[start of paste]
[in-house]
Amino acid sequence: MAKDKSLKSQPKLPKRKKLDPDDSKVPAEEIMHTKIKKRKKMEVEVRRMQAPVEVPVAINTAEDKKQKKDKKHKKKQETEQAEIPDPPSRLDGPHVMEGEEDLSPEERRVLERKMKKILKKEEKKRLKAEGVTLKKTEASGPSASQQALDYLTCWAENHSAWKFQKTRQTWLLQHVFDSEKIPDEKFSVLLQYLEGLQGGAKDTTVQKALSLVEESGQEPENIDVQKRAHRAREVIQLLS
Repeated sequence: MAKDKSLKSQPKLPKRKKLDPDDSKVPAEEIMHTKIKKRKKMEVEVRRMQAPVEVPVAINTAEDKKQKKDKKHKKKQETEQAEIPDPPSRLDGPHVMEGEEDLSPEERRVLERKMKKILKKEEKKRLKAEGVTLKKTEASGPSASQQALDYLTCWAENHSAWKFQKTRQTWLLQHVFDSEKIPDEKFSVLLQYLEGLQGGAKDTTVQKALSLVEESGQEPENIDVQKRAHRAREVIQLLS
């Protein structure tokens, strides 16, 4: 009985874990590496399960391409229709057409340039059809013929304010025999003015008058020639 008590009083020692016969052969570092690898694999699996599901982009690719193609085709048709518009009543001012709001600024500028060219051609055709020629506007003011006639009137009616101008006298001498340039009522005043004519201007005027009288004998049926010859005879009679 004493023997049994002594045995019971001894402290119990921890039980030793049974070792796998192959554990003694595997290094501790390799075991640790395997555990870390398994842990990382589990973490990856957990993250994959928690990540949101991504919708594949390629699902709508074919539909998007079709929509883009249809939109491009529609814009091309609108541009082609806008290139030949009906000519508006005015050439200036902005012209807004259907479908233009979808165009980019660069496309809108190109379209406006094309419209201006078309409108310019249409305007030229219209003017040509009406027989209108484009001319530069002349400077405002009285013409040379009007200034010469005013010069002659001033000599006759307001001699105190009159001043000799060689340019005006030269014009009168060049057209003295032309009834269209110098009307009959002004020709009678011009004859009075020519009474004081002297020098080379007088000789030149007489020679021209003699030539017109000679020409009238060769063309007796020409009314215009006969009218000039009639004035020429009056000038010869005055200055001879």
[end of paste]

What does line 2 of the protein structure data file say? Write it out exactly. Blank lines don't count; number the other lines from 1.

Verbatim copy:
Amino acid sequence: MAKDKSLKSQPKLPKRKKLDPDDSKVPAEEIMHTKIKKRKKMEVEVRRMQAPVEVPVAINTAEDKKQKKDKKHKKKQETEQAEIPDPPSRLDGPHVMEGEEDLSPEERRVLERKMKKILKKEEKKRLKAEGVTLKKTEASGPSASQQALDYLTCWAENHSAWKFQKTRQTWLLQHVFDSEKIPDEKFSVLLQYLEGLQGGAKDTTVQKALSLVEESGQEPENIDVQKRAHRAREVIQLLS